The New Yorker’s David Remnick explains why Benjamin Netanyahu’s “high-handed way” of dealing with US presidents serves neoconservative strategy:
…In his first term as Prime Minister, in the nineties, Netanyahu used to behave in such a high-handed way with White House officials that Bill Clinton left meetings with him bewildered and bemused, wondering who, in their relationship, was the leader of a superpower. But Netanyahu’s arrogance, in the guise of Churchillian prescience, has hardly receded over the years. Obama, in an attempt to cool the latest crisis, called Netanyahu last night and spent an hour talking with him.
Adding to the outrage is the fact that Netanyahu is performing not just for his allies on the Israeli right but for those he perceives as his allies on the American right, including those in the Jewish community. His performance is in the same neocon voice as the one adopted by the Romney campaign and in its opportunistic reaction to the attacks on the U.S. diplomatic outposts in Cairo and Benghazi, which left our Ambassador to Libya, Christopher Stevens, and three other consular employees dead. Unbelievably, the Republican National Committee chairman, Reince Priebus, took to Twitter and wrote, “Obama sympathizes with attackers in Egypt. Sad and pathetic.” Romney himself accused Obama of sympathizing with the attackers in Libya.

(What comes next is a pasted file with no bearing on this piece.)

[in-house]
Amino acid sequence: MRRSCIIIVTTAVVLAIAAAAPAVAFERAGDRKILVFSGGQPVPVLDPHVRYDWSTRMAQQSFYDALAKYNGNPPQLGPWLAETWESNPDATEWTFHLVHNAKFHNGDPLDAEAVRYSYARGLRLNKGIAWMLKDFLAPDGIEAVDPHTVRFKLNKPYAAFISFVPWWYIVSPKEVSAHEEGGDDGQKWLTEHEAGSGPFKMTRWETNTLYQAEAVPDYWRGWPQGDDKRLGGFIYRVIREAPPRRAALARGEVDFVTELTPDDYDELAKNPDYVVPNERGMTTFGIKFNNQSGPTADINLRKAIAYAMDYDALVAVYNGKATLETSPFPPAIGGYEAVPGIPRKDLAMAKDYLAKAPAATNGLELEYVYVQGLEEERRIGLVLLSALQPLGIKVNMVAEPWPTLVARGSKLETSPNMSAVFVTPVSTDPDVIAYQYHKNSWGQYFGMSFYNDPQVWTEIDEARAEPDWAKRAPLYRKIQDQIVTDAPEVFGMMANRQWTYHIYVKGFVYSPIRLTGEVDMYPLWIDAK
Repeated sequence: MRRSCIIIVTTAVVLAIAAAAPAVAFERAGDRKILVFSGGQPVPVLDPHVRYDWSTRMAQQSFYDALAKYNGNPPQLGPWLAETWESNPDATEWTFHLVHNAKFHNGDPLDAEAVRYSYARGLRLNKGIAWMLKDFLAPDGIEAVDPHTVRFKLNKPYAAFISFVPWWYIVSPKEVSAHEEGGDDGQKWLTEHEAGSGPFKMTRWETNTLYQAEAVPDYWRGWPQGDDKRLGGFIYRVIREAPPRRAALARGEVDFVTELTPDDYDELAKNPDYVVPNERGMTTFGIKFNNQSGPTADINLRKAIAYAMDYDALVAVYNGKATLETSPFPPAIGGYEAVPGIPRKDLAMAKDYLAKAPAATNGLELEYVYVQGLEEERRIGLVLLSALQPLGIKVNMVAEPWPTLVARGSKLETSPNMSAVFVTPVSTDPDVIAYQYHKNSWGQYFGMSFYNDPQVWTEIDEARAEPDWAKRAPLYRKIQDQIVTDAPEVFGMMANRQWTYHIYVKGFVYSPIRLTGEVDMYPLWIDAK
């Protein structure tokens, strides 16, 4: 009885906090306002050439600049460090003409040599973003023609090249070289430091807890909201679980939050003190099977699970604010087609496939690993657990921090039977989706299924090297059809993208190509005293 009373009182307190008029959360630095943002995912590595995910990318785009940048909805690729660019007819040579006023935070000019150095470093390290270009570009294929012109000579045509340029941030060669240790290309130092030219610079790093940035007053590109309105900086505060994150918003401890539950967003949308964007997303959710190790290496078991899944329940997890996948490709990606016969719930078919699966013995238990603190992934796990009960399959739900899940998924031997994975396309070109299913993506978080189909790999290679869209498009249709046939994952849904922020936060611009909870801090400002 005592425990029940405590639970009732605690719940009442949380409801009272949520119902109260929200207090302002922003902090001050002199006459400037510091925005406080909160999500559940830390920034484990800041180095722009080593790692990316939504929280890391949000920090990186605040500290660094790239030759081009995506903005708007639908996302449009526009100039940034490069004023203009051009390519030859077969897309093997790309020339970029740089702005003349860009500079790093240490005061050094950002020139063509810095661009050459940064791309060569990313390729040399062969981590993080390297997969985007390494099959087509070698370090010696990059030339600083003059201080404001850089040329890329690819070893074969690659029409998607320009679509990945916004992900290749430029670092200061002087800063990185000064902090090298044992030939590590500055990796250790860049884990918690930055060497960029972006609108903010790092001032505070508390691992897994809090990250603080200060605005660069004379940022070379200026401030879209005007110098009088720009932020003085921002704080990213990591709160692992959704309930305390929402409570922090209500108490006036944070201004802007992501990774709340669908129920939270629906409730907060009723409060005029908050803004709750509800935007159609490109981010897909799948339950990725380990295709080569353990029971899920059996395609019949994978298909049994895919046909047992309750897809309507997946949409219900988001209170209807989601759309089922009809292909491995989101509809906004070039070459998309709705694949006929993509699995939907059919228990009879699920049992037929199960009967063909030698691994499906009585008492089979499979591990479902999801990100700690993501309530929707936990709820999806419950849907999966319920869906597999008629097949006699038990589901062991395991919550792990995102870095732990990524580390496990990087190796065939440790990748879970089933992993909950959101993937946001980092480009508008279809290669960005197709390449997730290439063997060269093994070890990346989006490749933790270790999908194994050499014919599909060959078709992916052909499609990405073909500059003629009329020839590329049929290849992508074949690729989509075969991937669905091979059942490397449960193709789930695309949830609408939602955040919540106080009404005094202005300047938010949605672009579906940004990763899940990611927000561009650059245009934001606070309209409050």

The neocon strategy, in both Israel and the U.S., is to paint Obama as naïve in the extreme. In this, Netanyahu and Romney are united—and profoundly cynical.
Update: Ali Gharib writes in the Daily Beast that Netanyahu’s sabre-rattling is being met with push-back from Israeli and US politicians.